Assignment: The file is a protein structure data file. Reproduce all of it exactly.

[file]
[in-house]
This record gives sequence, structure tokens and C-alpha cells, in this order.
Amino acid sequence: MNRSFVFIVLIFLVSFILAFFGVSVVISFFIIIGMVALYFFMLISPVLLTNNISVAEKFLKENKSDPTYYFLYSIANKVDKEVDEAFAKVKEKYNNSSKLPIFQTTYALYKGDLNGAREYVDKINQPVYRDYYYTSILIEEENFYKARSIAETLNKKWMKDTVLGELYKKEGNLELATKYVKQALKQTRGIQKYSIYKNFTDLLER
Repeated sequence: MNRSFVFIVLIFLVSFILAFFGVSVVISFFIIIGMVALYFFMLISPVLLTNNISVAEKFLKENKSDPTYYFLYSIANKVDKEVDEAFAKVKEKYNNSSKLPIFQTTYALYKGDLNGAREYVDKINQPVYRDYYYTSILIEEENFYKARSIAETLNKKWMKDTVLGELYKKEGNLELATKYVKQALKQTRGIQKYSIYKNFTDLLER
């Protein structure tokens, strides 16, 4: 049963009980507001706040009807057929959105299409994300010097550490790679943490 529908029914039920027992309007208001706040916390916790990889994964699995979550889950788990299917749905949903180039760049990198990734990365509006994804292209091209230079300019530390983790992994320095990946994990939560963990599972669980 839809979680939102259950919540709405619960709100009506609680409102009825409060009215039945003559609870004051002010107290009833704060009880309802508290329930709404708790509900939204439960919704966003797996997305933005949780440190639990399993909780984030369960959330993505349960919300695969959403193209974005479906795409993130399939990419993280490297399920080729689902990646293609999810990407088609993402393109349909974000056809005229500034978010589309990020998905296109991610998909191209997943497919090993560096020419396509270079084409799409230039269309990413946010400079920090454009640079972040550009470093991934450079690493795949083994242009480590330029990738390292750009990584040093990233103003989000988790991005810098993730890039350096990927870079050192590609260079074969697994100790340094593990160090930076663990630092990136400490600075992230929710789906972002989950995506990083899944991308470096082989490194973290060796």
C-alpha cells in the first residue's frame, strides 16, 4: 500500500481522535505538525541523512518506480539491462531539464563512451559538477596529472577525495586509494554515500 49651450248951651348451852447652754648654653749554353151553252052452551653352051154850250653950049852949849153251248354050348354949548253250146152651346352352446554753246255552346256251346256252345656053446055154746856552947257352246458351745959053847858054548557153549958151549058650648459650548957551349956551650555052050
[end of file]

[in-house]
This record gives sequence, structure tokens and C-alpha cells, in this order.
Amino acid sequence: MNRSFVFIVLIFLVSFILAFFGVSVVISFFIIIGMVALYFFMLISPVLLTNNISVAEKFLKENKSDPTYYFLYSIANKVDKEVDEAFAKVKEKYNNSSKLPIFQTTYALYKGDLNGAREYVDKINQPVYRDYYYTSILIEEENFYKARSIAETLNKKWMKDTVLGELYKKEGNLELATKYVKQALKQTRGIQKYSIYKNFTDLLER
Repeated sequence: MNRSFVFIVLIFLVSFILAFFGVSVVISFFIIIGMVALYFFMLISPVLLTNNISVAEKFLKENKSDPTYYFLYSIANKVDKEVDEAFAKVKEKYNNSSKLPIFQTTYALYKGDLNGAREYVDKINQPVYRDYYYTSILIEEENFYKARSIAETLNKKWMKDTVLGELYKKEGNLELATKYVKQALKQTRGIQKYSIYKNFTDLLER
């Protein structure tokens, strides 16, 4: 049963009980507001706040009807057929959105299409994300010097550490790679943490 529908029914039920027992309007208001706040916390916790990889994964699995979550889950788990299917749905949903180039760049990198990734990365509006994804292209091209230079300019530390983790992994320095990946994990939560963990599972669980 839809979680939102259950919540709405619960709100009506609680409102009825409060009215039945003559609870004051002010107290009833704060009880309802508290329930709404708790509900939204439960919704966003797996997305933005949780440190639990399993909780984030369960959330993505349960919300695969959403193209974005479906795409993130399939990419993280490297399920080729689902990646293609999810990407088609993402393109349909974000056809005229500034978010589309990020998905296109991610998909191209997943497919090993560096020419396509270079084409799409230039269309990413946010400079920090454009640079972040550009470093991934450079690493795949083994242009480590330029990738390292750009990584040093990233103003989000988790991005810098993730890039350096990927870079050192590609260079074969697994100790340094593990160090930076663990630092990136400490600075992230929710789906972002989950995506990083899944991308470096082989490194973290060796």
C-alpha cells in the first residue's frame, strides 16, 4: 500500500481522535505538525541523512518506480539491462531539464563512451559538477596529472577525495586509494554515500 49651450248951651348451852447652754648654653749554353151553252052452551653352051154850250653950049852949849153251248354050348354949548253250146152651346352352446554753246255552346256251346256252345656053446055154746856552947257352246458351745959053847858054548557153549958151549058650648459650548957551349956551650555052050